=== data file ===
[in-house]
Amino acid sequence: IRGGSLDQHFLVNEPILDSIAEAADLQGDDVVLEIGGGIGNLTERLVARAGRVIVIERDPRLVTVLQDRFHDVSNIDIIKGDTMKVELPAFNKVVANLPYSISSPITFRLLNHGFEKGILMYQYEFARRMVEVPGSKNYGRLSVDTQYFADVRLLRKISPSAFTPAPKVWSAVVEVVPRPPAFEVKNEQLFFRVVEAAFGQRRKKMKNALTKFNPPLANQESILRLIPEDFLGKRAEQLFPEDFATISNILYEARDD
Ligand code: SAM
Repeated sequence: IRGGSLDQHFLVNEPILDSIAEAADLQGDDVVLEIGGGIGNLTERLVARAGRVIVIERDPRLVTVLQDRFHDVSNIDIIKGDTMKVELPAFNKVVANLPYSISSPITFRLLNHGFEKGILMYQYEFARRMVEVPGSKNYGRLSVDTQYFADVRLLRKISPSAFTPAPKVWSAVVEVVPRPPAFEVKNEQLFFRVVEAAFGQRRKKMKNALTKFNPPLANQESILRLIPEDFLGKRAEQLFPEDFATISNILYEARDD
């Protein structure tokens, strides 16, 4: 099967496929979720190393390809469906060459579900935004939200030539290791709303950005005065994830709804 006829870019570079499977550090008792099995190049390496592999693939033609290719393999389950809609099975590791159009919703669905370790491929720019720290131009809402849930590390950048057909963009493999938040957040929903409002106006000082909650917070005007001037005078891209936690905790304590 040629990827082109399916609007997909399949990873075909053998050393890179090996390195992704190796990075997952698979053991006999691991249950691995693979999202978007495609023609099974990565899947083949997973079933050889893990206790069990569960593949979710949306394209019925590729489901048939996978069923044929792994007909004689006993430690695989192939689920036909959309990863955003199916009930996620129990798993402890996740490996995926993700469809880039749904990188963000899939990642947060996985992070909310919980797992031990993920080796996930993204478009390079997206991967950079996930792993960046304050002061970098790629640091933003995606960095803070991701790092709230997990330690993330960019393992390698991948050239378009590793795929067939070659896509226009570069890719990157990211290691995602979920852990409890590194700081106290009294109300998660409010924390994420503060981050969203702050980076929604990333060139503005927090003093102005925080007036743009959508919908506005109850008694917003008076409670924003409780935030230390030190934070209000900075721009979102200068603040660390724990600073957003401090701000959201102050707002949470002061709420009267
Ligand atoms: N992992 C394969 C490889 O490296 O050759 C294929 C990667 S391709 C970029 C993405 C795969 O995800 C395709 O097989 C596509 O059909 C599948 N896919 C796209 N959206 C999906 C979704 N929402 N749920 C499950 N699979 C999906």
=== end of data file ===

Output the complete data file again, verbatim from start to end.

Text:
[in-house]
Amino acid sequence: IRGGSLDQHFLVNEPILDSIAEAADLQGDDVVLEIGGGIGNLTERLVARAGRVIVIERDPRLVTVLQDRFHDVSNIDIIKGDTMKVELPAFNKVVANLPYSISSPITFRLLNHGFEKGILMYQYEFARRMVEVPGSKNYGRLSVDTQYFADVRLLRKISPSAFTPAPKVWSAVVEVVPRPPAFEVKNEQLFFRVVEAAFGQRRKKMKNALTKFNPPLANQESILRLIPEDFLGKRAEQLFPEDFATISNILYEARDD
Ligand code: SAM
Repeated sequence: IRGGSLDQHFLVNEPILDSIAEAADLQGDDVVLEIGGGIGNLTERLVARAGRVIVIERDPRLVTVLQDRFHDVSNIDIIKGDTMKVELPAFNKVVANLPYSISSPITFRLLNHGFEKGILMYQYEFARRMVEVPGSKNYGRLSVDTQYFADVRLLRKISPSAFTPAPKVWSAVVEVVPRPPAFEVKNEQLFFRVVEAAFGQRRKKMKNALTKFNPPLANQESILRLIPEDFLGKRAEQLFPEDFATISNILYEARDD
């Protein structure tokens, strides 16, 4: 099967496929979720190393390809469906060459579900935004939200030539290791709303950005005065994830709804 006829870019570079499977550090008792099995190049390496592999693939033609290719393999389950809609099975590791159009919703669905370790491929720019720290131009809402849930590390950048057909963009493999938040957040929903409002106006000082909650917070005007001037005078891209936690905790304590 040629990827082109399916609007997909399949990873075909053998050393890179090996390195992704190796990075997952698979053991006999691991249950691995693979999202978007495609023609099974990565899947083949997973079933050889893990206790069990569960593949979710949306394209019925590729489901048939996978069923044929792994007909004689006993430690695989192939689920036909959309990863955003199916009930996620129990798993402890996740490996995926993700469809880039749904990188963000899939990642947060996985992070909310919980797992031990993920080796996930993204478009390079997206991967950079996930792993960046304050002061970098790629640091933003995606960095803070991701790092709230997990330690993330960019393992390698991948050239378009590793795929067939070659896509226009570069890719990157990211290691995602979920852990409890590194700081106290009294109300998660409010924390994420503060981050969203702050980076929604990333060139503005927090003093102005925080007036743009959508919908506005109850008694917003008076409670924003409780935030230390030190934070209000900075721009979102200068603040660390724990600073957003401090701000959201102050707002949470002061709420009267
Ligand atoms: N992992 C394969 C490889 O490296 O050759 C294929 C990667 S391709 C970029 C993405 C795969 O995800 C395709 O097989 C596509 O059909 C599948 N896919 C796209 N959206 C999906 C979704 N929402 N749920 C499950 N699979 C999906």